“Operation Wellness” the first capital fund drive for operating and maintenance funds surpassed its goal. An “agency endowment” was established as a first at Greater Cedar Rapids Community Foundation in the same year. The philanthropist William B. Quarton decided to include CHFC in his estate plan and at his death left a generous legacy for future operating costs, as he liked to say “in perpetuity.” During Clinic construction, visionary Schmidt decided a Dental Clinic was necessary to care for the many appearing with severe dental disease. Two practicing dentists, Drs. Nancy Hart and Joann German Wahle, volunteered to plan a two chair dental service accommodating free dental care. “Operation Healthy Teeth” was the successful funding campaign to secure dental supplies and materials. Again, building costs and equipment was partly funded by Hall-Perrine Foundation via a matching grant.
In February 2004, a brand new, wonderfully equipped and debt free CHFC facility offering medical, dental, pharmacy and social services was opened. Free care is afforded by 600 volunteers and a few paid employees. In 2007, ophthalmologist Dr. David Muller and his wife Amy led the planning, equipping and recruiting volunteer professionals to staff a new Community Health Eye Clinic which was opened in February of 2008 in the Clinic basement space. The Mullers, The Hall-Perrine Foundation and Maxine Welch were major funding sources for constructing, furnishing and equipping the Eye Clinic.
Following the Great Flood of June 2008, St. Luke’s Hospital furnished temporary space at 860 2nd Avenue to house the “Prescription Assistance Program” and support office space. This has freed up needed space for clinical care of patients in CHFC’s building.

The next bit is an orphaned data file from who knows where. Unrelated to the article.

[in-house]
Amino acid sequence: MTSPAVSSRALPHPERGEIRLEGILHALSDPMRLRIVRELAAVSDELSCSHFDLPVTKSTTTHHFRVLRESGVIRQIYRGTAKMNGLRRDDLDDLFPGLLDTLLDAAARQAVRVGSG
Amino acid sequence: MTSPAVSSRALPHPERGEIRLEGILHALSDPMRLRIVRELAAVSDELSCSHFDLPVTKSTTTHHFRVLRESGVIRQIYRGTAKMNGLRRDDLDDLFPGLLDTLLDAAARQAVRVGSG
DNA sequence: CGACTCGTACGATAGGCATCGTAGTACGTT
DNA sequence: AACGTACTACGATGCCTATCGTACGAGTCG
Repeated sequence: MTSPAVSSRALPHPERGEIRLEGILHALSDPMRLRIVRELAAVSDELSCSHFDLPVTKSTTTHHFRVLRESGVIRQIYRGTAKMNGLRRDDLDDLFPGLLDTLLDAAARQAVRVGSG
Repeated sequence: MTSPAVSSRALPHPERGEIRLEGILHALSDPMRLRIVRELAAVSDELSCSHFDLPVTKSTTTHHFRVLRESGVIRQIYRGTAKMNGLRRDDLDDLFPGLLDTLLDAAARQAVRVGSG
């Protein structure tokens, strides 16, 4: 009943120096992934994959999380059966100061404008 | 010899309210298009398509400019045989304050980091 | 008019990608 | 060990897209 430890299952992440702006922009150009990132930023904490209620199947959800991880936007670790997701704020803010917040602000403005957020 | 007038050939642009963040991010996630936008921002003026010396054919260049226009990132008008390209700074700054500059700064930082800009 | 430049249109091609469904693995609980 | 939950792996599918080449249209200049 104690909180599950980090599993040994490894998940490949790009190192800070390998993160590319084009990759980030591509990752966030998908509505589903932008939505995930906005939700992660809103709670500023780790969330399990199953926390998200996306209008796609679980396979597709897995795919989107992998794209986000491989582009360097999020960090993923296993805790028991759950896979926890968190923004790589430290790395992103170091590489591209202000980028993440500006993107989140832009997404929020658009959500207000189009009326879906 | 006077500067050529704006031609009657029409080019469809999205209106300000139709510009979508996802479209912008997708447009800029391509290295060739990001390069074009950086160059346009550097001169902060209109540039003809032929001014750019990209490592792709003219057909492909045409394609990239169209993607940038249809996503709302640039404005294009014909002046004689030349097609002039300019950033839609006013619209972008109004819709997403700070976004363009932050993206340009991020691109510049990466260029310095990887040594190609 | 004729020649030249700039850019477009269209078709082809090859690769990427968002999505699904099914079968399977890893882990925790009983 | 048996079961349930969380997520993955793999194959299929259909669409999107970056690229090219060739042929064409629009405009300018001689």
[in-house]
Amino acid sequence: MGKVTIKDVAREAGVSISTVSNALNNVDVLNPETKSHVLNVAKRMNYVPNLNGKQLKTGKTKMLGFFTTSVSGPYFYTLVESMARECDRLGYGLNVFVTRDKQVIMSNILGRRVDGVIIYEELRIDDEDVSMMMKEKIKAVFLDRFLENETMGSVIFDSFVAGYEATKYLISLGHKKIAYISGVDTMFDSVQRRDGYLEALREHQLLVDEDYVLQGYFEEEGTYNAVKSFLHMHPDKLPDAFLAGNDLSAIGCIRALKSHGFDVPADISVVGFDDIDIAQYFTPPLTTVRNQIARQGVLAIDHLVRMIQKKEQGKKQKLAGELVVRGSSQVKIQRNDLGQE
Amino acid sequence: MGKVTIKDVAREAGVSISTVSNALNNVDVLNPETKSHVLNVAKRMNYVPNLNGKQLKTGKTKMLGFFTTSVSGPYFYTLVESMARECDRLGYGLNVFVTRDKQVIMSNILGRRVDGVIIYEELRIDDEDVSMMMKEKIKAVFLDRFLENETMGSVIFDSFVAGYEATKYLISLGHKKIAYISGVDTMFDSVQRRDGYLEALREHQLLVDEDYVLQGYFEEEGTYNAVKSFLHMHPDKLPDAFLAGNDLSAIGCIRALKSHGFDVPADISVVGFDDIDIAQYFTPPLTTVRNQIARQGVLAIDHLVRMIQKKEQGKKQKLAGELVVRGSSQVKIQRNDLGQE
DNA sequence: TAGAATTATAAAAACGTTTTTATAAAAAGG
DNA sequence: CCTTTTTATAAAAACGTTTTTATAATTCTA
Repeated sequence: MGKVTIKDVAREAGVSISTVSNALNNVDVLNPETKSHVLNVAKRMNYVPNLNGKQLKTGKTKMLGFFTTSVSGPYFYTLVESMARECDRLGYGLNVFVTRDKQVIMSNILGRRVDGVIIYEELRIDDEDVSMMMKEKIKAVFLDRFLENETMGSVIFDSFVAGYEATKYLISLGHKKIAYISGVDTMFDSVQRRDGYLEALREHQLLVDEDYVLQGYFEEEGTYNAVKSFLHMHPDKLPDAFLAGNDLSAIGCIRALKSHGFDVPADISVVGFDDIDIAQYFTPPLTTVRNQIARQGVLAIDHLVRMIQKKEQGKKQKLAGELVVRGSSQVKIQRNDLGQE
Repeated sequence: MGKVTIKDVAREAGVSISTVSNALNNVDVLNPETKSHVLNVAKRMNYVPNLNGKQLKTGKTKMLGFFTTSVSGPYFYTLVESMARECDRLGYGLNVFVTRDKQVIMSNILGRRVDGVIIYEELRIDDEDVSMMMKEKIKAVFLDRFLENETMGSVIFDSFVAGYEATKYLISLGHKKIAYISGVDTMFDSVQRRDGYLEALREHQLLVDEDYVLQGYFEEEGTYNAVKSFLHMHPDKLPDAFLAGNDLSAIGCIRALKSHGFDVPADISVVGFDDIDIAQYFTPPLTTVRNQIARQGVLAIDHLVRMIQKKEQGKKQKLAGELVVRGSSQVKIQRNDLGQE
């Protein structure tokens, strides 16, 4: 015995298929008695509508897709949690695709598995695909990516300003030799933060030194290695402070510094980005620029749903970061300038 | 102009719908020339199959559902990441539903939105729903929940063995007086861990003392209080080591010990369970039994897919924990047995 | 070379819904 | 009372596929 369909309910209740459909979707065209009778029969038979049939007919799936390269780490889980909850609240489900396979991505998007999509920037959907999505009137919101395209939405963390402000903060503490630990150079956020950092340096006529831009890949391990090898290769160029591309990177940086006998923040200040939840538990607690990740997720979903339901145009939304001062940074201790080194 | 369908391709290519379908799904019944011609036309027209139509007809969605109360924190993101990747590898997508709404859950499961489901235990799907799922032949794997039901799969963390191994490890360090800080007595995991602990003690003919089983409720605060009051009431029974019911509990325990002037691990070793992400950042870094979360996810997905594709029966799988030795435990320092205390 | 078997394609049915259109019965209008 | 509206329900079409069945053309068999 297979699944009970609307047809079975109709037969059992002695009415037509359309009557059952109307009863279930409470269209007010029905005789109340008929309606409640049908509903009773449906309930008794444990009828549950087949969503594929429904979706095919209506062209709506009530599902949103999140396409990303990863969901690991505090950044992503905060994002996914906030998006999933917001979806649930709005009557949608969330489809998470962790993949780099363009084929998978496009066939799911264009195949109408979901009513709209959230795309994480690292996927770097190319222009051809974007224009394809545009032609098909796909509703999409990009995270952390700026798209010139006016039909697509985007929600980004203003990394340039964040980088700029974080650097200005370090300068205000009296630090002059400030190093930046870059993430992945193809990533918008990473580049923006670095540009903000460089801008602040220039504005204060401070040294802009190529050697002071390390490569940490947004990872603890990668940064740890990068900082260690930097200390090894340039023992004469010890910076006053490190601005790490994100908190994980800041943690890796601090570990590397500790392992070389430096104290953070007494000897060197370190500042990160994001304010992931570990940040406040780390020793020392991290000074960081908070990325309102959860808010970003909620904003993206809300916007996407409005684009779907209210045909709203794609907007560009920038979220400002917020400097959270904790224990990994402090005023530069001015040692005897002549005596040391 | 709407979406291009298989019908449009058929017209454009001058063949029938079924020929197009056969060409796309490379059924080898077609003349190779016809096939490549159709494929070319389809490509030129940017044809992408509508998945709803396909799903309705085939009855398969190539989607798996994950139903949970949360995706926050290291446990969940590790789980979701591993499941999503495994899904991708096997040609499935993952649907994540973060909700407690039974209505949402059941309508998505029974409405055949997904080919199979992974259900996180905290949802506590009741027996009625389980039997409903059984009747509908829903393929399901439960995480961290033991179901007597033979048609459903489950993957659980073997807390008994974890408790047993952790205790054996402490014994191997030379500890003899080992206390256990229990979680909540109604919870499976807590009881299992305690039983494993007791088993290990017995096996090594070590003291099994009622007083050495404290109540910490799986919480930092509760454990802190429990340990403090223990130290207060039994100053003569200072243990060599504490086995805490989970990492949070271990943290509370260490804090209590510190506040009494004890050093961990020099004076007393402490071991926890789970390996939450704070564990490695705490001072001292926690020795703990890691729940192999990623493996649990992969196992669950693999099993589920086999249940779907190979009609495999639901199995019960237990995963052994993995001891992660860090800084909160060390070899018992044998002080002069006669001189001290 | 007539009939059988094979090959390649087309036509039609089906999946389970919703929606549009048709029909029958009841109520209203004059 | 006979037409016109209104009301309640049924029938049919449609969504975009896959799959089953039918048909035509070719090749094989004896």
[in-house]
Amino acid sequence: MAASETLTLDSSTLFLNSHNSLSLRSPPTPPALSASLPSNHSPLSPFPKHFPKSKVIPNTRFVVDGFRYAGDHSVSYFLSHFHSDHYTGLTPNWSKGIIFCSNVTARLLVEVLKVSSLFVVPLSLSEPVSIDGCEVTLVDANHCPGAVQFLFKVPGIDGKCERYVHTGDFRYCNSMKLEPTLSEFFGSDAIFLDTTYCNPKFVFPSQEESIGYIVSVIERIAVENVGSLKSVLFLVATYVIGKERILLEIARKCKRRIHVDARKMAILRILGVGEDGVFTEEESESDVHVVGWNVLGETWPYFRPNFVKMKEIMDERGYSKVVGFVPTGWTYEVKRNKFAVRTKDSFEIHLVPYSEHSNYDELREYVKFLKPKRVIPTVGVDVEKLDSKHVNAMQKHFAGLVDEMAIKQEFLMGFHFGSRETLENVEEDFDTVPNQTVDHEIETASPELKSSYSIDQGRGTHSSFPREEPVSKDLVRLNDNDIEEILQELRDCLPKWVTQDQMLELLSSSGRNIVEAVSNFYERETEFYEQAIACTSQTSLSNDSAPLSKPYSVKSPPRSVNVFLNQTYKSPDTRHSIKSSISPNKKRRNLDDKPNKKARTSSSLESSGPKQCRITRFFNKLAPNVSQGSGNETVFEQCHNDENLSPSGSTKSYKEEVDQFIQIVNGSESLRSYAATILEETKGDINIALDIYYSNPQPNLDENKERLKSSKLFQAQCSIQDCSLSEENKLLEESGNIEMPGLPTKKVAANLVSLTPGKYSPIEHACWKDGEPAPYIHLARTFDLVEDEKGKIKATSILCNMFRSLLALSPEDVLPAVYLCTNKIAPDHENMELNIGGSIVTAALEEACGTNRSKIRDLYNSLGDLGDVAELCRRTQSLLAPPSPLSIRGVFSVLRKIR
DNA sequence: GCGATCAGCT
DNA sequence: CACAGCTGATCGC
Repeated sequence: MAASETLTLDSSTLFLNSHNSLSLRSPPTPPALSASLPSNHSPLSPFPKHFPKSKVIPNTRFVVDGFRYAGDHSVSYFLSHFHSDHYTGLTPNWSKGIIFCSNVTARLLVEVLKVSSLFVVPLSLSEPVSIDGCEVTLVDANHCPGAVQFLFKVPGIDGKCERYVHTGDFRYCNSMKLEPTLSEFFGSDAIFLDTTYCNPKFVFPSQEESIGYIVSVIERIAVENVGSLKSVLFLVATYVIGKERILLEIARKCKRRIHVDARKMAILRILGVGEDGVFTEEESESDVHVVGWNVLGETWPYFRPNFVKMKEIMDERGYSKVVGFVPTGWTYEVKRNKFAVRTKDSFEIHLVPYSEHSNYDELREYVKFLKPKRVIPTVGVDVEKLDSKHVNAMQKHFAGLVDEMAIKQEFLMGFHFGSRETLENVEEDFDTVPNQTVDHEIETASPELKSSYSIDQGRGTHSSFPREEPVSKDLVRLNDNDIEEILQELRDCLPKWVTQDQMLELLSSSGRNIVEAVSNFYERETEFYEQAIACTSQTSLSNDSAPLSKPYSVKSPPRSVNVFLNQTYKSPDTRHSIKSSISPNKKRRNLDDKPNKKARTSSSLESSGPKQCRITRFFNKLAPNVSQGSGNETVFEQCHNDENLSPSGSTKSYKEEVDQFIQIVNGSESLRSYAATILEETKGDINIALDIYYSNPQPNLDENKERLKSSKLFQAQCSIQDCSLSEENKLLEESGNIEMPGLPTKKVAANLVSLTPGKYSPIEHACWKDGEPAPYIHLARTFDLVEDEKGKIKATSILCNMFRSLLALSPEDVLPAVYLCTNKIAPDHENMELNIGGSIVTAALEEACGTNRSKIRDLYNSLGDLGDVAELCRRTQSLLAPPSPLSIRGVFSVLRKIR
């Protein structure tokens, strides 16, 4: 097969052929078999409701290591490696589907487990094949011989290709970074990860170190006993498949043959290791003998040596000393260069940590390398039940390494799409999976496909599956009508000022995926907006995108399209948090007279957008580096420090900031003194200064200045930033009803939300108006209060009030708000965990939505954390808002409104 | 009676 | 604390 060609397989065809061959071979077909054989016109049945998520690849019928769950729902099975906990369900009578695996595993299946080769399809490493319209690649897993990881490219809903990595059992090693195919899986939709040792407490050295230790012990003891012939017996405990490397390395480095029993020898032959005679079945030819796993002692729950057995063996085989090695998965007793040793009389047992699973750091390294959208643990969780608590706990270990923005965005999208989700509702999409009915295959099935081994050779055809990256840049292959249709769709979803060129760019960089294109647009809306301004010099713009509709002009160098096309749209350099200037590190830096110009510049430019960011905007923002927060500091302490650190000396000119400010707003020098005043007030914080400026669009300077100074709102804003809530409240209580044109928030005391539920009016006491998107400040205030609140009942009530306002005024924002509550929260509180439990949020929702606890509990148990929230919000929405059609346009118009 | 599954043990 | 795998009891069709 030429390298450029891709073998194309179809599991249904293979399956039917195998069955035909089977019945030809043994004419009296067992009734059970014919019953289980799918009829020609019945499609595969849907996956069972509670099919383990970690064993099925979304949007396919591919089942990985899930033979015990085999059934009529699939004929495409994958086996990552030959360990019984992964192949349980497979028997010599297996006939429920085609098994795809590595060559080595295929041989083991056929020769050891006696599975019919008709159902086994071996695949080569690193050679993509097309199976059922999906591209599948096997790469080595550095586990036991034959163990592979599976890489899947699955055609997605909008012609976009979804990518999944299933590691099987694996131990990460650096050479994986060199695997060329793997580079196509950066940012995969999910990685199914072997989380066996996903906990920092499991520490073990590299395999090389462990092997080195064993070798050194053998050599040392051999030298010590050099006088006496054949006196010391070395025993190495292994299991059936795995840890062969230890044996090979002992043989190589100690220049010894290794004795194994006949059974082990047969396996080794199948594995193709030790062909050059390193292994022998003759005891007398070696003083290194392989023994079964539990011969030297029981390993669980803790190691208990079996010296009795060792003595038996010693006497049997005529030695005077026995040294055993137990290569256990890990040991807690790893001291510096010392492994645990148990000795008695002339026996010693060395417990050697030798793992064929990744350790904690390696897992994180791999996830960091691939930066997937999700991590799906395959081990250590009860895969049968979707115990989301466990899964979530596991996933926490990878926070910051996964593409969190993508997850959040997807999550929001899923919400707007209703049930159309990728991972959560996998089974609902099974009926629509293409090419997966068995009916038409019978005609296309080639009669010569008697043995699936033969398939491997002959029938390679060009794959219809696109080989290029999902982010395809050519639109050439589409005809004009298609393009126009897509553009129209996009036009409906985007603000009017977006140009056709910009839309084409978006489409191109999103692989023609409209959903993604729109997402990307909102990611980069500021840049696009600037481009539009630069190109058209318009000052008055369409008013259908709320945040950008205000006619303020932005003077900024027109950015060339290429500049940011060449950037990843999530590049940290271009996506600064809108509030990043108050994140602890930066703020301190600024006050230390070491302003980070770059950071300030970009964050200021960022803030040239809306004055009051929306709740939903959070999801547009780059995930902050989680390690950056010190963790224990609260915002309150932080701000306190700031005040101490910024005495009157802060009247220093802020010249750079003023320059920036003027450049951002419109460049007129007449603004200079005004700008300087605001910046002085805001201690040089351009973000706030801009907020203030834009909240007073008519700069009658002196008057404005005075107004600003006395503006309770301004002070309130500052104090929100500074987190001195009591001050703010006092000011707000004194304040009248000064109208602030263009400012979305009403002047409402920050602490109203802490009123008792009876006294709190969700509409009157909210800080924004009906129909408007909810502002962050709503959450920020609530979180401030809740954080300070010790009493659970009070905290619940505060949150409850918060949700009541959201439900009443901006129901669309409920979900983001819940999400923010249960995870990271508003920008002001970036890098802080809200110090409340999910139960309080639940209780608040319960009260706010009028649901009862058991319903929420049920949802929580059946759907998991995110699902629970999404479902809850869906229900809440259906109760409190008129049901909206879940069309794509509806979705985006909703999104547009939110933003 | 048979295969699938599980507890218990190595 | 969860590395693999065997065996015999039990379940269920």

In 2009, honoring its two co-founders, a Galbraith Schmidt Society was announced at the Celebration for Volunteers Dinner. This Society will recognize a select group of members who donate permanent gifts and bequests in the form of a legacy to support the work of the CHFC, now and forever. One may become a charter member by declaring gifting intentions before the end of 2009. A special brochure is available for this type gift.
The essential work of Community Health Free Clinic is possible only as a result of the generosity of innumerable people: individuals and organizations. CHFC volunteers, its board of directors, officers and staff rejoice in being able to serve those in need of the free services offered to those who are uninsured, underinsured or underserved. We are grateful for the collaborative efforts as well as the innumerable monetary and in-kind gifts of many which allow the Clinic to provide these free services in East Central Iowa.
Your support will assure the Clinic can continue its mission!
William B. Galbraith, MD, MACP
Co-founder and Past-president of the Board
Darlene Schmidt, LPN
Co-founder, CEO and Executive Director
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Mission: To provide Medical and Dental care to the uninsured and under-served
of East Central Iowa through model Community Partnerships.